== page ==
As many of you know, for the last 8 years Jeph and I and our four children have been working in community health and development in India – inspired and overwhelmed alternately.

In the last several years I have been deeply pulled to the needs in mental health in North India – over 90% of people with mental illnesses are not able to access care. Yet a small investment in building community mental health competence and access to care makes a huge difference to an individual like Ram Sundar who I met several weeks ago and his family.  Read more in the Partner with us in mental health in Uttarakhand brochure- and join me and our wonderful team here in Uttarakhand, North India. Despite the brochure’s rather ambitious donations suggested – no donation is too small!

Overcoming Kiwi reticence at asking for financial help (a funder pulled out last week), I feel this need is big, important and urgent enough to send out this request.

Before emails!

I started at Kiwis STAT back in September 2003 as receptionist, soon becoming a jack of all trades, helping in accounts when the accounts person went on a 3 month jaunt around Europe, then moving to Account Manager and on to Supervisor/Account Manager before I went on Maternity leave in 2011.

I.T I’ll soon be joining your team mwahhhh, for some reason that seems to get them all scared??

Back in my day (insert smart comment from the young spring chickens ‘did you even have email’) yes we did but that was about it, no flash things like Locum net. Oh no, in my day we had an excel spreadsheet of who was available, you can imagine the discussions (sometimes heated) on who had it open and who wanted it next. We also had two huge filing cabinets filled with paper copies of everyone’s CV and references. Ah those were the days, none of this AFP, WWCC, CPD stuff, when a ‘Moodle’ meant you had just mispronounced your lunch.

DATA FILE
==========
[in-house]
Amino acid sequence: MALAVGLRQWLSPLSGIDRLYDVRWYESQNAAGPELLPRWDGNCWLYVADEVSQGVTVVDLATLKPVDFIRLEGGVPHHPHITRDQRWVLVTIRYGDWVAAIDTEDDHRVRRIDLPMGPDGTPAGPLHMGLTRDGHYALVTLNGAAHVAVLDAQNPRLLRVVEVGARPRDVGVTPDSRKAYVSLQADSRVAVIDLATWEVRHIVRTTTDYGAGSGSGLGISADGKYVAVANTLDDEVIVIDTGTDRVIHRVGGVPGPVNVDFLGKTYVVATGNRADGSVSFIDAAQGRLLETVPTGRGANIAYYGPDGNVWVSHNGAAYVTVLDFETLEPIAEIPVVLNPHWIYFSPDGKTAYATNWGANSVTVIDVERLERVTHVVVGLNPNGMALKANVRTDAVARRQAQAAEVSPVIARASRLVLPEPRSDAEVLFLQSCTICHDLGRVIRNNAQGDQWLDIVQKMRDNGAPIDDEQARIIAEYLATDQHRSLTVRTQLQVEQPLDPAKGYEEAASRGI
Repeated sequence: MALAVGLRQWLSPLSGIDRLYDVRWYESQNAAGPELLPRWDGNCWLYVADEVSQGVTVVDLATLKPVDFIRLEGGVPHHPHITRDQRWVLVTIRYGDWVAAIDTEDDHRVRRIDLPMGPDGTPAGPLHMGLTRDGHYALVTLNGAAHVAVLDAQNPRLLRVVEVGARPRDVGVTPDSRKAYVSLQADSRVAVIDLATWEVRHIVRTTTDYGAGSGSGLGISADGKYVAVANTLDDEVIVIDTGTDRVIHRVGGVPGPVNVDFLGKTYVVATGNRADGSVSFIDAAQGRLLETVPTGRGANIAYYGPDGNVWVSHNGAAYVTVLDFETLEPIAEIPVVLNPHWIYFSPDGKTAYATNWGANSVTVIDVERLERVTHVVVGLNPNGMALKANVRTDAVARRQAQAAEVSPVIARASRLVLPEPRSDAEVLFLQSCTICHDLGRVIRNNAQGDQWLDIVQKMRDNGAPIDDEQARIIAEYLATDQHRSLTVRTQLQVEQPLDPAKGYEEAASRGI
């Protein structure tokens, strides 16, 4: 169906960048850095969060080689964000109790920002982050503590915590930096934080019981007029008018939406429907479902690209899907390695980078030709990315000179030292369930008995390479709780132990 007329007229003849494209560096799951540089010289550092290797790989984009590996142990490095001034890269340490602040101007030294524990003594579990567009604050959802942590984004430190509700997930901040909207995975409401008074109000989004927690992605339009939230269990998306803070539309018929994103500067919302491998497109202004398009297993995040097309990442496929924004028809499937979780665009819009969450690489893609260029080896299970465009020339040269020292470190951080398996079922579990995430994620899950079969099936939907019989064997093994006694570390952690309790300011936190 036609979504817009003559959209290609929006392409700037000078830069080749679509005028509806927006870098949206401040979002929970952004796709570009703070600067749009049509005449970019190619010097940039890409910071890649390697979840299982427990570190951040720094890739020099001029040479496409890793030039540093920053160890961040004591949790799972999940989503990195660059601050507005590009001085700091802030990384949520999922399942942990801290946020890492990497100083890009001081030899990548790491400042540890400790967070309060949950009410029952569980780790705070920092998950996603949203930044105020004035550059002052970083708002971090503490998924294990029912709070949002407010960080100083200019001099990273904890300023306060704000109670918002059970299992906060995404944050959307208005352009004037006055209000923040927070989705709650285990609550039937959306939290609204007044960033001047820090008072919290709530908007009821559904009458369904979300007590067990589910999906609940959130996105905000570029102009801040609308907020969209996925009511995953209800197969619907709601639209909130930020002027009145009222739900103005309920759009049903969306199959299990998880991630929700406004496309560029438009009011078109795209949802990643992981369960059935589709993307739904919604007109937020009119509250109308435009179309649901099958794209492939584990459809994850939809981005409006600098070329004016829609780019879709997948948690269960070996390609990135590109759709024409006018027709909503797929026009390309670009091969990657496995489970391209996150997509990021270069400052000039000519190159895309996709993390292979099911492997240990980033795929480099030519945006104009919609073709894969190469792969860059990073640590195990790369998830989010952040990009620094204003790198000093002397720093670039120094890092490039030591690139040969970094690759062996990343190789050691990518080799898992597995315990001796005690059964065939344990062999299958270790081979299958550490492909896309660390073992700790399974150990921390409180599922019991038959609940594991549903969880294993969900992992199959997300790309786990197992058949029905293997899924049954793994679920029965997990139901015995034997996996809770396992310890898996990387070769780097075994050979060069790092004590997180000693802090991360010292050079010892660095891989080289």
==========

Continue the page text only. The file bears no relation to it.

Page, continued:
filing

To place a doctor all you had to do was fax their CV and references to the hospital, no flash fax machine however, you would spend hours every day standing at the fax machine while it slowly ground its way through the paper.

However, Health Recruitment like most other industries has moved with the times for the overall betterment of the industry, and with that has brought a lot more requirements. Our IT team have made it so much easier for us and our clients to keep up with the faster pace and requirements (Yeah I’m looking for a laptop upgrade!)

One funny wee story I remember is the brand new hospital in Australia, that when they opened realised they couldn’t get the beds around the corners of the corridors. The locum we had placed there called to say there were no bandages in the hospital and that the nurses had gone to buy some. A sure reminder, that no matter how big the picture gets to keep it real.

I hope you will join Kiwis STAT in celebrating the last 15 years and here’s to another 15.

Angela

To read the stories from other staff members, please click the names below:

Miriam, Vivienne, Kylie T, Jo CarlKylie B, Richard TamzinAaronVivien, LisaSarahHollyDanaPaul

And then there were 3!

In 2001 I left St George’s Hospital (a staff of many) to join Miriam and Cherie at the Kiwis STAT office in Birmingham Drive.

Yes “The Millenium” had arrived yet we shared a database on Microsoft Excel, so only one person could update it at a time and Email was “Dial-Up”, so only one person could download and send emails at a time.

Oh how far we have come.

I started as an Administrator but was soon persuaded to Sales.

Come 2002 we had to move to new premises in Hayton Road, soon after I was blessed with the arrival of Matthew.

After Maternity Leave I  moved back to Administrator duties…less stress!!  And here I remain…Matthew has just turned 11!

Vivienne

To read the stories from other staff members, please click the names below,

Miriam, Angela, Kylie T, Jo CarlKylie B, Richard, Tamzin, Aaron, Vivien, LisaSarahHollyDanaPaul